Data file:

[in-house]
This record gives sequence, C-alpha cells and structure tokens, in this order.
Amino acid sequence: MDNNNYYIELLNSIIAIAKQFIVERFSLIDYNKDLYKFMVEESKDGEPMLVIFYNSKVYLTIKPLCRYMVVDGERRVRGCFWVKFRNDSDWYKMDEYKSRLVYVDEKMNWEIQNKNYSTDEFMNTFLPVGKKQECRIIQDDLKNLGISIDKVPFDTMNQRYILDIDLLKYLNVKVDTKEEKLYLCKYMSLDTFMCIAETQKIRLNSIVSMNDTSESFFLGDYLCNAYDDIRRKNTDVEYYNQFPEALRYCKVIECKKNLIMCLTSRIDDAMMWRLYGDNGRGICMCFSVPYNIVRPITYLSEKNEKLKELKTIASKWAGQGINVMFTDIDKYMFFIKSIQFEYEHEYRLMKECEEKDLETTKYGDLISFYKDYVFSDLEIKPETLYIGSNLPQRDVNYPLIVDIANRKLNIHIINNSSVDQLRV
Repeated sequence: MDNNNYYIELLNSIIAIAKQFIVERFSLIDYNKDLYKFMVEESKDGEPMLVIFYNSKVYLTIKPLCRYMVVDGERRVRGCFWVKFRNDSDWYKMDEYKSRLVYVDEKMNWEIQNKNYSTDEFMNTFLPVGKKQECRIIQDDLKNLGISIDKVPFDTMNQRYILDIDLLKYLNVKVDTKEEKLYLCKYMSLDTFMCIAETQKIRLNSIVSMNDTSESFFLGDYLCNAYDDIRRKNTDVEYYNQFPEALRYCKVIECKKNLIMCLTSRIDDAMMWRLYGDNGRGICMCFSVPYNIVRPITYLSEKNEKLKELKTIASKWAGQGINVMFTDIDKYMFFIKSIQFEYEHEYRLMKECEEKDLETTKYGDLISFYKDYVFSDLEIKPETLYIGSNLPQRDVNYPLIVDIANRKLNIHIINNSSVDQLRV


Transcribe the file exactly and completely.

[in-house]
This record gives sequence, C-alpha cells and structure tokens, in this order.
Amino acid sequence: MDNNNYYIELLNSIIAIAKQFIVERFSLIDYNKDLYKFMVEESKDGEPMLVIFYNSKVYLTIKPLCRYMVVDGERRVRGCFWVKFRNDSDWYKMDEYKSRLVYVDEKMNWEIQNKNYSTDEFMNTFLPVGKKQECRIIQDDLKNLGISIDKVPFDTMNQRYILDIDLLKYLNVKVDTKEEKLYLCKYMSLDTFMCIAETQKIRLNSIVSMNDTSESFFLGDYLCNAYDDIRRKNTDVEYYNQFPEALRYCKVIECKKNLIMCLTSRIDDAMMWRLYGDNGRGICMCFSVPYNIVRPITYLSEKNEKLKELKTIASKWAGQGINVMFTDIDKYMFFIKSIQFEYEHEYRLMKECEEKDLETTKYGDLISFYKDYVFSDLEIKPETLYIGSNLPQRDVNYPLIVDIANRKLNIHIINNSSVDQLRV
Repeated sequence: MDNNNYYIELLNSIIAIAKQFIVERFSLIDYNKDLYKFMVEESKDGEPMLVIFYNSKVYLTIKPLCRYMVVDGERRVRGCFWVKFRNDSDWYKMDEYKSRLVYVDEKMNWEIQNKNYSTDEFMNTFLPVGKKQECRIIQDDLKNLGISIDKVPFDTMNQRYILDIDLLKYLNVKVDTKEEKLYLCKYMSLDTFMCIAETQKIRLNSIVSMNDTSESFFLGDYLCNAYDDIRRKNTDVEYYNQFPEALRYCKVIECKKNLIMCLTSRIDDAMMWRLYGDNGRGICMCFSVPYNIVRPITYLSEKNEKLKELKTIASKWAGQGINVMFTDIDKYMFFIKSIQFEYEHEYRLMKECEEKDLETTKYGDLISFYKDYVFSDLEIKPETLYIGSNLPQRDVNYPLIVDIANRKLNIHIINNSSVDQLRV